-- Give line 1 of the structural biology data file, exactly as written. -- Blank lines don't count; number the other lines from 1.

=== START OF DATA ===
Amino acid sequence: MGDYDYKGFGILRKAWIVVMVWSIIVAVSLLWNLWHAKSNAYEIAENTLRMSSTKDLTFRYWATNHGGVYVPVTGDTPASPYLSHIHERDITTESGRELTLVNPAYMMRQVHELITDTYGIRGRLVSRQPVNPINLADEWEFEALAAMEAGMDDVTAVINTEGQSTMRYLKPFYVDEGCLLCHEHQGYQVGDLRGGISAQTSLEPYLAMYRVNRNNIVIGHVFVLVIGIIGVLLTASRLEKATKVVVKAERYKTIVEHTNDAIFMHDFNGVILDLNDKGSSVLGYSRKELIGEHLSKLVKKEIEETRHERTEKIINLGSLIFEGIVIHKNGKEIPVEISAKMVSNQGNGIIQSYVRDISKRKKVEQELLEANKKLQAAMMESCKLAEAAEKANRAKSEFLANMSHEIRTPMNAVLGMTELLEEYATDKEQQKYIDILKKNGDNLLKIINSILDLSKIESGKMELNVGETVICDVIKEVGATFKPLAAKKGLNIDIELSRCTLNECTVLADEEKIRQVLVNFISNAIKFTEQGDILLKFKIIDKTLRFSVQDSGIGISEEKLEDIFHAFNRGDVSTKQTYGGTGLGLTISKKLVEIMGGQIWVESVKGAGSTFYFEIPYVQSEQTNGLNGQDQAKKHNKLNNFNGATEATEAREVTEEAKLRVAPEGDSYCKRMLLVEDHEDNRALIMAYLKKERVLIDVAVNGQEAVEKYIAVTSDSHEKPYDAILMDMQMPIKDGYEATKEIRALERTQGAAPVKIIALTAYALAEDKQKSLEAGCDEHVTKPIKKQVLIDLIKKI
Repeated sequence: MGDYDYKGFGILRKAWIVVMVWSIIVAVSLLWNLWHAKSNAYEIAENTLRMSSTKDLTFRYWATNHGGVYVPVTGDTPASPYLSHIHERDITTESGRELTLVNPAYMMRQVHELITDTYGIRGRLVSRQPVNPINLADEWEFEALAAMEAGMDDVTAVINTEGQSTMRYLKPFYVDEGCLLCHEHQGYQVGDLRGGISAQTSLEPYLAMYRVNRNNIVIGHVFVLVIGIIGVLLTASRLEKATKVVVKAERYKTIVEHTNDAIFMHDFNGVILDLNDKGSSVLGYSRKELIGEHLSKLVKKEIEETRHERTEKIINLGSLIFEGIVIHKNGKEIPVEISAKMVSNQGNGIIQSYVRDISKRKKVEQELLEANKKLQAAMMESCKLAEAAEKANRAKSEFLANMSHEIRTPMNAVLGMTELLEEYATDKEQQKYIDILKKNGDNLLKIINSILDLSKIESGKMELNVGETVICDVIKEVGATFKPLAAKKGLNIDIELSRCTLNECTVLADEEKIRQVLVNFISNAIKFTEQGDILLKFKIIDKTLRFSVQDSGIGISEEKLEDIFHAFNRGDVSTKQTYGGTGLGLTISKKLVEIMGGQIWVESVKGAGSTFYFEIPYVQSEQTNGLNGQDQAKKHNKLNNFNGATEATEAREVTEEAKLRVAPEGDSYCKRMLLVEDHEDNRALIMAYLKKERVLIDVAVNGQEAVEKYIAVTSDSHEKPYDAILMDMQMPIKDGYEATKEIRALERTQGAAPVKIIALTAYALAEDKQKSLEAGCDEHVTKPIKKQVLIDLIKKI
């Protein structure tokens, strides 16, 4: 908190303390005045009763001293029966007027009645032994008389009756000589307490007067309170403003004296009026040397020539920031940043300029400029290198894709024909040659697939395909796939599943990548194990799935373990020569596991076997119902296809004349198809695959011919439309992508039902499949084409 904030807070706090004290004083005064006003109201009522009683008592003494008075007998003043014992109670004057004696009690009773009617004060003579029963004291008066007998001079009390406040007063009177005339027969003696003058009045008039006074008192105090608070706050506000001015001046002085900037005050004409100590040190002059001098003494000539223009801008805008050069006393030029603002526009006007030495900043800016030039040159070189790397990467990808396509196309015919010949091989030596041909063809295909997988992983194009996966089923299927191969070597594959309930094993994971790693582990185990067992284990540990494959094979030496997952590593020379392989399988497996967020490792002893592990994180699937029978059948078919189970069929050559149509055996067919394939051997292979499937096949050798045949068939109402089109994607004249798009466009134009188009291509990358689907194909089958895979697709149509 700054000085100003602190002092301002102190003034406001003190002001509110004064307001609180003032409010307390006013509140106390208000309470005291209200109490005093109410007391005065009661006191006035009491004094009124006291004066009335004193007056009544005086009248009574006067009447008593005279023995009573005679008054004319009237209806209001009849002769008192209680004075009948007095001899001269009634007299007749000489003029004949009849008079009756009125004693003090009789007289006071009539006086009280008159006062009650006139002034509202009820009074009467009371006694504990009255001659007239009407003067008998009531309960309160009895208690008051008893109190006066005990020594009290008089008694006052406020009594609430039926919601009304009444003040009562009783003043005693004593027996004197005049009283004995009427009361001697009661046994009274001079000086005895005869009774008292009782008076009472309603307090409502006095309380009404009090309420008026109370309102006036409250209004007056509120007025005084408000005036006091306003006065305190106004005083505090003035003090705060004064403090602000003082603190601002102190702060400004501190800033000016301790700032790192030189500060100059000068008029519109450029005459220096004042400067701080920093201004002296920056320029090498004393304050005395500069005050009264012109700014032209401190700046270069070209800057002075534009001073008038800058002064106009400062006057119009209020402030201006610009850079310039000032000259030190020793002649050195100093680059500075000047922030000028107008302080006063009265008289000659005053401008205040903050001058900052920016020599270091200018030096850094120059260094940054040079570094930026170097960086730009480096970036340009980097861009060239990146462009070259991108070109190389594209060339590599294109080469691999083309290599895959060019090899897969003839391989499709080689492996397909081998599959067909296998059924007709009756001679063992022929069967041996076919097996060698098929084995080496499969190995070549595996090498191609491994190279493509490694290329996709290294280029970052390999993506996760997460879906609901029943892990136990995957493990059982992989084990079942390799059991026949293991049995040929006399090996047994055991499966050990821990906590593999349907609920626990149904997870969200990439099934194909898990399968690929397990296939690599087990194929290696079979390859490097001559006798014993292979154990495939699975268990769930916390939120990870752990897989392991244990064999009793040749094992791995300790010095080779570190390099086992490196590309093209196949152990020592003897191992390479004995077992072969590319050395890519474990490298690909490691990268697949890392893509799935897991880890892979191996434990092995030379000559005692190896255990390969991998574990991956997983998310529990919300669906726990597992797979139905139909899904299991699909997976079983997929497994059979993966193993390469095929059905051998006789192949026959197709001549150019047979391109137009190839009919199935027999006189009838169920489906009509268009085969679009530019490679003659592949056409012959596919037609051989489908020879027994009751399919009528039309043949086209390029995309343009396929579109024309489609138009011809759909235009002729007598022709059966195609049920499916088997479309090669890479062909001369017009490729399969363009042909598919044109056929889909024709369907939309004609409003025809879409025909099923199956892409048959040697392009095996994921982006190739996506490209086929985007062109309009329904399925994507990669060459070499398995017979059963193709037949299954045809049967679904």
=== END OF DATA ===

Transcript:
Amino acid sequence: MGDYDYKGFGILRKAWIVVMVWSIIVAVSLLWNLWHAKSNAYEIAENTLRMSSTKDLTFRYWATNHGGVYVPVTGDTPASPYLSHIHERDITTESGRELTLVNPAYMMRQVHELITDTYGIRGRLVSRQPVNPINLADEWEFEALAAMEAGMDDVTAVINTEGQSTMRYLKPFYVDEGCLLCHEHQGYQVGDLRGGISAQTSLEPYLAMYRVNRNNIVIGHVFVLVIGIIGVLLTASRLEKATKVVVKAERYKTIVEHTNDAIFMHDFNGVILDLNDKGSSVLGYSRKELIGEHLSKLVKKEIEETRHERTEKIINLGSLIFEGIVIHKNGKEIPVEISAKMVSNQGNGIIQSYVRDISKRKKVEQELLEANKKLQAAMMESCKLAEAAEKANRAKSEFLANMSHEIRTPMNAVLGMTELLEEYATDKEQQKYIDILKKNGDNLLKIINSILDLSKIESGKMELNVGETVICDVIKEVGATFKPLAAKKGLNIDIELSRCTLNECTVLADEEKIRQVLVNFISNAIKFTEQGDILLKFKIIDKTLRFSVQDSGIGISEEKLEDIFHAFNRGDVSTKQTYGGTGLGLTISKKLVEIMGGQIWVESVKGAGSTFYFEIPYVQSEQTNGLNGQDQAKKHNKLNNFNGATEATEAREVTEEAKLRVAPEGDSYCKRMLLVEDHEDNRALIMAYLKKERVLIDVAVNGQEAVEKYIAVTSDSHEKPYDAILMDMQMPIKDGYEATKEIRALERTQGAAPVKIIALTAYALAEDKQKSLEAGCDEHVTKPIKKQVLIDLIKKI